CREW Network CEO Wendy Mann speaking at the 2019 CREW Network Fall Leadership Summit in Orlando, Florida.

The highest concentration of women in CRE can be found in asset management. CREW’s benchmark study showed that women represent 44% of asset management professionals, 41% of finance professionals, 34% of developers and 29% of brokers in CRE.

CREW indicated little has changed not only since the 2015 benchmark report but since 2005. Brokerage is the only CRE sector in which female representation has improved over time, rising to 29% in 2020 from 23% in 2015 — and in 2005. In development and finance, representation dropped a couple of percentage points, respectively. The decrease in women was most evident in asset management, where representation fell to 44% in 2020, down from 51% in 2005. 

Though most of the figures in the report show a reversal of progress, one bright side is that the survey saw a 5.4% increase in women respondents aged 39 years or younger, indicating a growing generation of young and emerging women in commercial real estate. The report also showed that 32% of women are aspiring to reach the C-suite, a 4% increase from 2015.

“So those are good pieces of news, [but] I think what's really more powerful in the study is the overall lack of progress for women in industry. And that has been very disappointing to see, but it is the reality,” Mann said.

CRE professionals reported they do not work in very diverse environments. Only 13% of survey respondents identified themselves as Black, Indigenous and people of color, or BIPOC. Only 16% of survey participants reported that 25% or more of the professionals in their workplace are BIPOC.

Sexual harassment was also examined for the first time in the survey, which Mann said was an attempt to truly understand what kind of culture permeates the industry. 

A total of 7% of women and 3% of men said they’d been harassed at least once in the past year. Some 45% of women said they had experienced sexist behavior they consider offensive in the workplace, compared to 20% of men.

“We needed to understand if there were issues in the workplace that were still holding or creating negativity, that made people feel unwelcome or unwilling to stay in a particular company,” Mann said, adding that more women are reporting feeling less satisfied with their careers and success than in 2015.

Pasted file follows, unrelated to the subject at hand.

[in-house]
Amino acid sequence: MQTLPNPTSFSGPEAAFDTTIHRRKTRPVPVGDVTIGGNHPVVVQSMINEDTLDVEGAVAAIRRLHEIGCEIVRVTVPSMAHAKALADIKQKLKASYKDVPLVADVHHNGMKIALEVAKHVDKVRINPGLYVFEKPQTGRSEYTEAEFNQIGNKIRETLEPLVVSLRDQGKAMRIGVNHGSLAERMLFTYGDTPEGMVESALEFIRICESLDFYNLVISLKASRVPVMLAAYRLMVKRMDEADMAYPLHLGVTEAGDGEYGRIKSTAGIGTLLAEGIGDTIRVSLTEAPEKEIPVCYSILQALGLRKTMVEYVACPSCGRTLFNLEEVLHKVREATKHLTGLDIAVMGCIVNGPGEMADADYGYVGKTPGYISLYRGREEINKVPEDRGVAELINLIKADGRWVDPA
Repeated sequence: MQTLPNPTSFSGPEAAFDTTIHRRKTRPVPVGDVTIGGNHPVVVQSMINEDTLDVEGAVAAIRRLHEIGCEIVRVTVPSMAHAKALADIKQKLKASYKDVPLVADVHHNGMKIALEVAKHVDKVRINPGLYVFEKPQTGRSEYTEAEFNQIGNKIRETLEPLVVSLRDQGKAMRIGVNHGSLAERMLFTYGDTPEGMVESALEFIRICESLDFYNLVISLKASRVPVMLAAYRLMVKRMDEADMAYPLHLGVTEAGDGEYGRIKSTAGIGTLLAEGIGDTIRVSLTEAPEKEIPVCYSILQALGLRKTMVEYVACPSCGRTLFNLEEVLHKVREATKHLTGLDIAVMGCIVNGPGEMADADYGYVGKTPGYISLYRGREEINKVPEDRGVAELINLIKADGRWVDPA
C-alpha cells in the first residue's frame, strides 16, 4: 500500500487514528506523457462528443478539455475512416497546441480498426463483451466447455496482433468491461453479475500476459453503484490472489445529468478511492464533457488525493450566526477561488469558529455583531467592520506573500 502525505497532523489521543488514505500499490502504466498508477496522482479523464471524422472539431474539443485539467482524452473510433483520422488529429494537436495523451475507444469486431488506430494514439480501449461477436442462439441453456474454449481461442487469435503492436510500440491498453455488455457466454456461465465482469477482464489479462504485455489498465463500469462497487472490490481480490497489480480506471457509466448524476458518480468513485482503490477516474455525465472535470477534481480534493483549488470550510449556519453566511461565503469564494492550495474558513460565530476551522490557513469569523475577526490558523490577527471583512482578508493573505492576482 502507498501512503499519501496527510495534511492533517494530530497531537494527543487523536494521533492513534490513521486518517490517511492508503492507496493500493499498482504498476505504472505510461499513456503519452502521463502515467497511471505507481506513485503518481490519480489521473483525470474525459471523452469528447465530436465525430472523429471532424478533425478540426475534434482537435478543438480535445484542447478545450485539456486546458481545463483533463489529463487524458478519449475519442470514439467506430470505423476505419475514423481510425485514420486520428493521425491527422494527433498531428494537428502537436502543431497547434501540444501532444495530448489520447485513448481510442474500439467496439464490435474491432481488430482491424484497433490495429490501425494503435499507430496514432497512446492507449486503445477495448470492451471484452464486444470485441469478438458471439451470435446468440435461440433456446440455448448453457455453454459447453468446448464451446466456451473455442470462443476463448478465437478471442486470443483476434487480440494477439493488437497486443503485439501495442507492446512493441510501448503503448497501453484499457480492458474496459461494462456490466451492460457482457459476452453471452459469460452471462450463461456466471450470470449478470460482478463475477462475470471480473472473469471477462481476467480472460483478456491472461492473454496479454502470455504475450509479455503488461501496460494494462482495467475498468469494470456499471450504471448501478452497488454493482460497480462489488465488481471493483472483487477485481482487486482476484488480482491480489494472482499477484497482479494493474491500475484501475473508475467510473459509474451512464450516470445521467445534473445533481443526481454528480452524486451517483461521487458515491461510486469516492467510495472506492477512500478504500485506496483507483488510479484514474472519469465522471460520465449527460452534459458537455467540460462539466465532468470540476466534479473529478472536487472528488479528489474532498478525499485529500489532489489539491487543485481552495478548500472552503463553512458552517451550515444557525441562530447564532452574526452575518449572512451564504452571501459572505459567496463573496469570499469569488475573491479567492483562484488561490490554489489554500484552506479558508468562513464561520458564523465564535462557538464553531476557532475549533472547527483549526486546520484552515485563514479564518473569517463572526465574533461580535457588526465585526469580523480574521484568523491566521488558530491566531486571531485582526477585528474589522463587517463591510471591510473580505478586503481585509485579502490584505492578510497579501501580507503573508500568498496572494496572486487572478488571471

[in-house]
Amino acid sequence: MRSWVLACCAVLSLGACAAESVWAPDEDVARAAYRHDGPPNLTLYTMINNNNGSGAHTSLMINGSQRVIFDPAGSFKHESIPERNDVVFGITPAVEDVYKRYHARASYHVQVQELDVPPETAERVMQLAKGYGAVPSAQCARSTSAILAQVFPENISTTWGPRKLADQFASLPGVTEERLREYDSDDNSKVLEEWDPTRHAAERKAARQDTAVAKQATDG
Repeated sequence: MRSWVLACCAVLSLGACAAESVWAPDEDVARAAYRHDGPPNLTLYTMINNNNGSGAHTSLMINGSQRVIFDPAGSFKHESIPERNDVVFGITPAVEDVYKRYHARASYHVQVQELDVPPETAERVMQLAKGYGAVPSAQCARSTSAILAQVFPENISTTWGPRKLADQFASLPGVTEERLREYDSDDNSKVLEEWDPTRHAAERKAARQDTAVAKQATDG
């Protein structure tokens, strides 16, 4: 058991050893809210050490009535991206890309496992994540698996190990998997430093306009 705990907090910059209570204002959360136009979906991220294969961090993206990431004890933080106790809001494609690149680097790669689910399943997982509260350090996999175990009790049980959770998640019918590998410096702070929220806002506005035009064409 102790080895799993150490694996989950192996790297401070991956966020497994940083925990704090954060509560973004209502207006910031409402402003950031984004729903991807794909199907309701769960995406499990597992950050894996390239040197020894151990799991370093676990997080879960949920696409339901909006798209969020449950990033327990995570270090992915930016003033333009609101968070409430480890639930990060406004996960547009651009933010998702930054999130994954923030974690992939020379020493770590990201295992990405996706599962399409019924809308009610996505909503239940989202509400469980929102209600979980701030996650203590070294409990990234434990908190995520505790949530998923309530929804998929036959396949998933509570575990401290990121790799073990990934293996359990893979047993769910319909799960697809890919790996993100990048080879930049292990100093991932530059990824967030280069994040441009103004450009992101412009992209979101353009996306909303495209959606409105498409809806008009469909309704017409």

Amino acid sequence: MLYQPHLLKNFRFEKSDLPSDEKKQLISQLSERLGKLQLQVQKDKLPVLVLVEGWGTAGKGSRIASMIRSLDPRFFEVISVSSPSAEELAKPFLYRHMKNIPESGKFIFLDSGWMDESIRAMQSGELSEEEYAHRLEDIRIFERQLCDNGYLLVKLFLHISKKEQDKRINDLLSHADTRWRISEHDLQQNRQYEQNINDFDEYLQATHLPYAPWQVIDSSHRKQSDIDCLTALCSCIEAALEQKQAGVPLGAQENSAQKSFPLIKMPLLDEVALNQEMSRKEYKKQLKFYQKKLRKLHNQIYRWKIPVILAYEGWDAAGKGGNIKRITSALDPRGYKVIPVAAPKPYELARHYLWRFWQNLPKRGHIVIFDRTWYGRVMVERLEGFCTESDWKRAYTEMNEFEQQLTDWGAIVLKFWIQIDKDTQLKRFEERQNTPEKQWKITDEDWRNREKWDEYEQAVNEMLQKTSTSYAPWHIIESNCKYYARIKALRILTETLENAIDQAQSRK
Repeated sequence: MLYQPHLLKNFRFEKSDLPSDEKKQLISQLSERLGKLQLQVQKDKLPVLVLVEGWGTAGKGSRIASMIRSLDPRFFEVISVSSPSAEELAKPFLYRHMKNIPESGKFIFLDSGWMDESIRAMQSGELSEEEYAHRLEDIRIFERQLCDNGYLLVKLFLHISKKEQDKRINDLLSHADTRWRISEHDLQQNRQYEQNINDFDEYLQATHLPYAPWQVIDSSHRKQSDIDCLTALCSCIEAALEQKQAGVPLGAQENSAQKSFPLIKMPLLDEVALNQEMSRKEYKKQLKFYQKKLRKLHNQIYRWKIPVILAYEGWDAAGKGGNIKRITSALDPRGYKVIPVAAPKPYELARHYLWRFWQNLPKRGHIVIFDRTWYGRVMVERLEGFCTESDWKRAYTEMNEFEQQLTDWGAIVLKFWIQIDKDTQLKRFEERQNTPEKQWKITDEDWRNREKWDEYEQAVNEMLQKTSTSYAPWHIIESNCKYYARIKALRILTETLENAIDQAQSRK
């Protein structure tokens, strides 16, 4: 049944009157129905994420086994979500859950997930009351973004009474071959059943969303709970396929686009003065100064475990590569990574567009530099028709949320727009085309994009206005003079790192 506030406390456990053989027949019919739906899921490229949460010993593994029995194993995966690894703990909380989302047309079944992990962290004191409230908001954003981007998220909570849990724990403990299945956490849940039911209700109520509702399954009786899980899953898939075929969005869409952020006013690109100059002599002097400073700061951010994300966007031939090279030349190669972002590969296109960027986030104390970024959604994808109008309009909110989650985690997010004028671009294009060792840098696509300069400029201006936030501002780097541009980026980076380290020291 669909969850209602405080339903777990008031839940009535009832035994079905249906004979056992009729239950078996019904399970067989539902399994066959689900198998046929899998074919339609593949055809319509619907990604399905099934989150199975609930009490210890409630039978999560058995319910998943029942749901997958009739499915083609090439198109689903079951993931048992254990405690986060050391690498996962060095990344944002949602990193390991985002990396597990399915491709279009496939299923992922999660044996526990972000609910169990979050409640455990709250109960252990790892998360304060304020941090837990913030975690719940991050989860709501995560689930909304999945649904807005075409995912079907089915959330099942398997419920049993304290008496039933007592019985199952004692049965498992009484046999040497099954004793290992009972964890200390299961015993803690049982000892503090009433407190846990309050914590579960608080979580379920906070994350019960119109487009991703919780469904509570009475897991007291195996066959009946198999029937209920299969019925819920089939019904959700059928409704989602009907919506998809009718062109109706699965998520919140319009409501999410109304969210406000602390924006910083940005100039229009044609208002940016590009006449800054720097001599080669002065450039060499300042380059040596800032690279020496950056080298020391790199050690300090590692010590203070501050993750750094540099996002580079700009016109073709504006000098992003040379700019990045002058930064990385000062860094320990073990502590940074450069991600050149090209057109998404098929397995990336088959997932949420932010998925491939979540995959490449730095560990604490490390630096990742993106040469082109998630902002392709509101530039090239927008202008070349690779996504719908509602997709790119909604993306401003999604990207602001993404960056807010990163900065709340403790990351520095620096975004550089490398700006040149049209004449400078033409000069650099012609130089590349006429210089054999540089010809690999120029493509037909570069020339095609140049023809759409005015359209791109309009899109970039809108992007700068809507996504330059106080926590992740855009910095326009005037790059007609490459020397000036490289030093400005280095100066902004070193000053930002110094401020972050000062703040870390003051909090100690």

The CREW benchmark report indicates little has changed not only since the 2015 benchmark report but since 2005.

CREW's survey results are in grim contrast to the popular narrative that wages and representation are improving in CRE.

“I find the data very depressing, you almost question if it’s right. If you take it at face value ... it is very surprising. It’s not what I felt intuitively was happening," said Gabrielle McMillan, CEO of Equiem, an online platform for tenants to use amenities and resources in their buildings.

“As a woman working in real estate and technology, I felt supported by men and women all through my career. But I don’t think we can ignore this data. That the percentage of women in the C-suite hasn’t changed, and that women are still encountering issues. It’s very disappointing.”

Mann said the pressure is on commercial real estate firms to hold themselves accountable to fix these ongoing — and worsening — problems. She expects matters will improve as clients increasingly refuse to work with firms that do not have diverse staff and leadership.

“It has to start with the companies. The laws that are getting passed, and regulations and restrictions, will they help? Certainly — but it’s got to come from the inside out. And I think it starts at the top. Fish rots from the head down, so until the CEO says, ‘These are priorities for this company and we’re going to make change inside out,’ it may not happen,” she said, adding that seeing multiple companies appoint chief diversity officers, who report to CEOs, is heartening.

Ultimately, Mann said it could come down to the war for talent, as the next generation will only want to work in places that are inclusive.

“I’m calling everyone in this industry to action to say, ‘Now is your opportunity to shine.’ Now is your chance to step forward and be the company everyone wants to work for.”

UPDATE, Sept. 2, 6:15 P.M. CT: This story has been updated to include comments from Gabrielle McMillan.